Photo: Manuel Harlan

The new cast of the National Theatre of Scotland’s Black Watch have a tremendous weight of responsibility to bear on their, predominantly young, shoulders.

Not only are they taking on a play, first performed at the Edinburgh Fringe in 2006, that has toured the world and won countless awards and critical acclaim, but there is also the small issue of the subject matter to contend with – telling the story of the politically sensitive amalgamation of the Scottish regiments alongside a thoroughly human look at the lives of the armed forces and their journey between a pool room in Fife to the ‘Triangle of Death’ in Iraq. The expectation, pressure and practical demand of such a play is considerable, not least from a primarily young cast of actors, some of whom have not yet graduated from drama school, and others who have never actually acted before.

Not that any of this seems to faze Jamie Quinn and Scott Fletcher, who play young soldiers Fraz and Kenzie – at first all swagger and swearing, but ultimately whose fragile humanity is central to the play’s strength. “The responsibility for us was to keep the standard up, because the last cast were obviously fantastic”, says Fletcher, whose own brother played Kenzie in the previous cast (and who was banned by the director John Tiffany from watching the DVD so that the role he created was entirely his own). Both Fletcher and Quinn say that although the structure of the play went largely unchanged in this staging, because “there’s no point changing something that works”, it is important that the new cast have still made the play their own.

Far from being daunted by their predecessors’ success, Fletcher feels it is nice not to have the worry about how well the play will be received. “I don’t think they knew what they had when they first performed it at the Festival. I think the success came gradually to them, and they were still realising that when they finished the last tour, how big it was and how good it was. It’s nice for us to come in already knowing it. If you take away the subject matter, to be in a show that’s this successful before you’re in it is a great thing for an actor. But then you’ve also got the added thing that you’re telling a massive story. It’s already history!”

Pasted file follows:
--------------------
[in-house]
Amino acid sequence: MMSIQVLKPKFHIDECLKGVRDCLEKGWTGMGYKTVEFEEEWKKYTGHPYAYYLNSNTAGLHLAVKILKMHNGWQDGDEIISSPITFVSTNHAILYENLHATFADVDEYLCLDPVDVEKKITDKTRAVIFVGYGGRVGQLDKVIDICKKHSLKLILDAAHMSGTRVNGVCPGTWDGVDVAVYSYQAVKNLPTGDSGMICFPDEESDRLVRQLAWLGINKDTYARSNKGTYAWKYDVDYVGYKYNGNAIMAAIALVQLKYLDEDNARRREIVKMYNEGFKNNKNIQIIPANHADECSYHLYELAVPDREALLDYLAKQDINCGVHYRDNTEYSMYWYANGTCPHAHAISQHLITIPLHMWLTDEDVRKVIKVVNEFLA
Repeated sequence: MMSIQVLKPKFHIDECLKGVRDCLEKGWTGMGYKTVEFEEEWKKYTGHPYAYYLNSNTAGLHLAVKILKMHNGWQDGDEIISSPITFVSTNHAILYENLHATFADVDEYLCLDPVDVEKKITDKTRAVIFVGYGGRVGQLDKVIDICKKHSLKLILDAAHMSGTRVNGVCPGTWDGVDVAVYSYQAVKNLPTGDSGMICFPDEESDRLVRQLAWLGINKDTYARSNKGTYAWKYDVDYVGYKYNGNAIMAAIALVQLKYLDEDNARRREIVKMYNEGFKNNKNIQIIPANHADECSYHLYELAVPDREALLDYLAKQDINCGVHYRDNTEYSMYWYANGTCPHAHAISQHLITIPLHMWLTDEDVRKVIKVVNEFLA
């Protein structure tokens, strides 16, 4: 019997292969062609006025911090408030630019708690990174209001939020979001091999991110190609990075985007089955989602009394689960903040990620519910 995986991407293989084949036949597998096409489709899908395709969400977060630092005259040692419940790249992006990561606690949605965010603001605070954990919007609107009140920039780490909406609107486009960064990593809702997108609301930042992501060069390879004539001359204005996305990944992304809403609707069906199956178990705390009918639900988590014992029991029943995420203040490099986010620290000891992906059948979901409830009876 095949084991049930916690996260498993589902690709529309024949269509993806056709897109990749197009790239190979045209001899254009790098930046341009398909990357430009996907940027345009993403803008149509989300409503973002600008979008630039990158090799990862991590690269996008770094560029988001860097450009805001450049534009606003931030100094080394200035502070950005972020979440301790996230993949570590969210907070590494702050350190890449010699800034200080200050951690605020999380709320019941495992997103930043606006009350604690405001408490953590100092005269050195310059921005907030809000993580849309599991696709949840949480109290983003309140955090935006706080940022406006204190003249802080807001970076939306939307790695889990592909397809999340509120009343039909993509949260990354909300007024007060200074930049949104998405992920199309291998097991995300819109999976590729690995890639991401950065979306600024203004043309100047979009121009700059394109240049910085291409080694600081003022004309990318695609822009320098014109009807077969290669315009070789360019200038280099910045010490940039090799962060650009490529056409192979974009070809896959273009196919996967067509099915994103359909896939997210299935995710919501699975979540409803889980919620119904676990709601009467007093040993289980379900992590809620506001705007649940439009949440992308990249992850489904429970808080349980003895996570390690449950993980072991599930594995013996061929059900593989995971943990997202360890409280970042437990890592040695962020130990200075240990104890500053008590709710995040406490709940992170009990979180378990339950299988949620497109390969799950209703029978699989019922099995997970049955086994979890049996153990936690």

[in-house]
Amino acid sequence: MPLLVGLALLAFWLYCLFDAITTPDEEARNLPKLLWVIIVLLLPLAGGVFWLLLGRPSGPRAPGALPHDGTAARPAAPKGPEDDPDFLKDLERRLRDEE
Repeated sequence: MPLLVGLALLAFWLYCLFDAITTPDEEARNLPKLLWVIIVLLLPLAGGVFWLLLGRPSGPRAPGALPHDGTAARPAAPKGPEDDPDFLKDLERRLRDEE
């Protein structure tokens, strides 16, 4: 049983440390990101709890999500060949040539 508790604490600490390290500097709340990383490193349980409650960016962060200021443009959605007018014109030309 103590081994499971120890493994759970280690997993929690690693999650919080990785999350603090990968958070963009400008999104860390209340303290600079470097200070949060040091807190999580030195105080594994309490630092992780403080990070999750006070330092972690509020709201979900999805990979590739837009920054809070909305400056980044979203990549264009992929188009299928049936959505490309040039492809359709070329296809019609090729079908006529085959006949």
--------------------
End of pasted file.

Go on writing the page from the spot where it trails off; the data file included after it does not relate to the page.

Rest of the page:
It is not just history – it is a highly controversial, continuingly relevant period of history, that is also people’s recent experience and day-to-day lives. In the play attitudes to the war and decisions being made at home are discussed by superiors; however it is done in such a way that it is divorced from the men on the ground, who seem unaware of the context in which they work and are far more concerned with their stash of porn and what they want for dinner when they get back home. As far as Quinn is concerned, his role as an actor is not to get bogged down in the politics of the play, but simply to approach his character as he would do any other – get to the heart of the human story and portray it as truthfully as possible. “When I started the process, what attracted me wasn’t the politics, it was more about the actual soldiers, the actual relationships, and the actual human beings. These guys don’t know about the politics, they’re just doing it because it’s their job. So that was my way in. I was more interested in the actual man and not the world around him.”